Job Fairs

Upcoming Fairs

Past Fairs





Suggested Preparation

  1. Plan to attend job search-related workshops offered by the Smith Career Center
  2. Prepare resume and select appropriate interview attire.
  3. Review List of Participating Employers and identify employers of interest. (Typically available in August)
  4. Visit web sites of your selected employers to review product/services, locations, and employment information.
  5. Log-in to Bradley netWORK to view job descriptions and potential interview schedules for selected employers.
  6. Prepare a "30-second" introduction of yourself.

    30-second Introduction (First Impressions count!)

    Effectively introducing yourself at a job fair takes some practice. Your goal is to get the conversation started by providing basic information about your background, identifying your career interest, and sharing a "conversation starter" which demonstrates your knowledge and interest.

    Look at Your INFOmercial (video) and Elevator Pitch Guide (infographic).

    Part 1: Your background (information about yourself to provide context for the conversation)
    • Name
    • Year in school
    • Major (if it supports your career goal)
    • Highlights of relevant experience (work, classes, leadership experiences)
    Part 2: Your career interest
    • Type of job desired (intern or full-time)
    • Knowledge of or connection to the organization
    Part 3: Conversation starters (be creative - these are a few ideas)
    • I see from your web site that you are seeking summer interns, can you tell me more about the qualifications you are seeking?
    • I am familiar with your organization because I have been a volunteer with you for three years. I am pleased to see that you have full-time openings. What is your application process for these positions?
    • I have been following your organization through your social media feeds. Can you tell me more about _________________?
  7. Review the Job Fair Tips Information Guide for additional suggestions.

Day of the Event

  1. Bring your list of selected employers, a folder or portfolio with pen/paper, and multiple copies of your resume.
  2. Plan to spend at least 5 to 10 minutes talking with each of your selected employers.
  3. Ask each employer about appropriate application follow-up. Ask for a business card.
  4. Make notes about follow-up steps. Complete online applications and other follow-up activities within a few days of the event.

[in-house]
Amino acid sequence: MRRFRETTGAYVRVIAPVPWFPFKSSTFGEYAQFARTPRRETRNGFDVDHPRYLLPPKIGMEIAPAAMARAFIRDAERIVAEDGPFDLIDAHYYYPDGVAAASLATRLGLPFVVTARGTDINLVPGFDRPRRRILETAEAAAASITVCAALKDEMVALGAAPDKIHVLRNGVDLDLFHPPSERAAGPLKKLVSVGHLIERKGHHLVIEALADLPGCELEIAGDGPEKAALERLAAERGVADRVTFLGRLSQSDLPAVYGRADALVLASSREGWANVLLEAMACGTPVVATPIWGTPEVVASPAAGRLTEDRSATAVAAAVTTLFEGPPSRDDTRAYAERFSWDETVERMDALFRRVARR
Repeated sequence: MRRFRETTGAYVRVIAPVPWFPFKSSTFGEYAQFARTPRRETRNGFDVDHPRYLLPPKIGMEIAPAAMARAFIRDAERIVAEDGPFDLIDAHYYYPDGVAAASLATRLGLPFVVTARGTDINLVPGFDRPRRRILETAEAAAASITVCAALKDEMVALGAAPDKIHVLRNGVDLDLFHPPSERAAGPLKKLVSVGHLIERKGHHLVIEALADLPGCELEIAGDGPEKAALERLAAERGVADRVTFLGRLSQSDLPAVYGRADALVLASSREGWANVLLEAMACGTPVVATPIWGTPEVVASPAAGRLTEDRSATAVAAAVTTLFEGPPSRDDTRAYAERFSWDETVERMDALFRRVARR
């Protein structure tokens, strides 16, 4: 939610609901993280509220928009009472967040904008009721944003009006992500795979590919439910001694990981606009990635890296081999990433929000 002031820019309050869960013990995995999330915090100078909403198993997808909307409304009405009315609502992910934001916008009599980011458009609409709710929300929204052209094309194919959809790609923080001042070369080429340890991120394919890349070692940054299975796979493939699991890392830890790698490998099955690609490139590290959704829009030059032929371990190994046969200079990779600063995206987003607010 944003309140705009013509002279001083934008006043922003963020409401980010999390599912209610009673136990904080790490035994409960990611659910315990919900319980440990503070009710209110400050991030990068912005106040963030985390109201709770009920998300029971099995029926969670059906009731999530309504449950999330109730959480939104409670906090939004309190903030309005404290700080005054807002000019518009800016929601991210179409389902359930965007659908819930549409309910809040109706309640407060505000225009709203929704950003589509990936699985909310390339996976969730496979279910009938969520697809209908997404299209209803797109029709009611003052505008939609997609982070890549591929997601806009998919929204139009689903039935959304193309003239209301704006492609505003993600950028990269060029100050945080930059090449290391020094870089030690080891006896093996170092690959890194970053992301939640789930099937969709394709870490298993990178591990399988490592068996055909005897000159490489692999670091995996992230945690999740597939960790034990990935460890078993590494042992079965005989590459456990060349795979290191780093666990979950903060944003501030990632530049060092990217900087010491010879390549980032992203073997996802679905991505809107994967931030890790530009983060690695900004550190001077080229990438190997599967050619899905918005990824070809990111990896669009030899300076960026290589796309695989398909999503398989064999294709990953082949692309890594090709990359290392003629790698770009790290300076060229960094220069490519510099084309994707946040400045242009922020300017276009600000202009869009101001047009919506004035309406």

Sample Questions to Ask

  • What key skills are you looking for in your candidates?
  • What is the application process for this position?
  • When do you hope to have these positions filled?
  • When will you be selecting candidates to invite to an interview?
  • If I am offered an interview, do you have any suggestions on how I should prepare?
  • Once I submit an application, how should I follow up with you?
  • How did you get started with this employer?
  • Do you have any suggestions/advice on additional experience I should gather before making application?

Frequently Asked Questions

Why should I attend?

Attending a job fair is as much practicing your networking skills as it is about applying for a job. It is an excellent chance to practice asking and responding to job-related questions, learning about the job application process, and listening to employer needs. It is also the chance to let your personality stand out and give employers a reason to choose your application from the hundreds of applications they receive via their web site.

How long should I plan for the event?

If you have planned ahead and identified potential employers of interest, you should be able to speak with most of them within 1-2 hours. Come early to avoid long lines.

How many employers should I target?

Be open minded. Select at least 5-10 employers to visit.

What impresses employers?

Employers appreciate students who are prepared. Knowing a few facts about the employer and introducing yourself in a confident manner (including a firm handshake) will catch a recruiter's attention. A short list of appropriate questions also helps spark conversation.

What if I am nervous?

Nerves are understandable. Warm-up by starting with employers where you have interest, but are not necessarily at the top of your wish list. You can also practice your handshake and introduction with a career advisor before approaching an employee.

Can I visit an employer that does not list my major?

Yes! Employers may have a wish list of majors, but will often consider candidates that have related experience that matches the job description. They may also have unexpected openings for positions not on the job fair list.

Does "any major" mean that the employer is desperate to hire just anybody?

No! Employers that hire "any major" often have strong training programs. They are looking for hard working, smart, flexible individuals who have the desire to learn the operations of the organization and work their way up.

Do I need to bring cover letters?

No. Cover letters are used after the fair when following up with employers.

Is "apply on-line" just a brush off?

No! Most employers today consider online applications step #1 in the hiring process. Though a resume is helpful for contact information, most recruiters cannot invite you to interview until an online application is completed.

What if I can't find an employer?

Find a Smith Career Center staff member at the student help desk or on the floor and ask! They will know which employers have cancelled and will give additional follow-up direction.



Morgan Stanley


  • Blattner Energy, Inc.
  • BorgWarner Inc.
  • Deublin Company
  • PricewaterhouseCoopers LLP (PwC)
  • RLI Corporation
  • State Farm Insurance
  • United Insulated Structures Corp.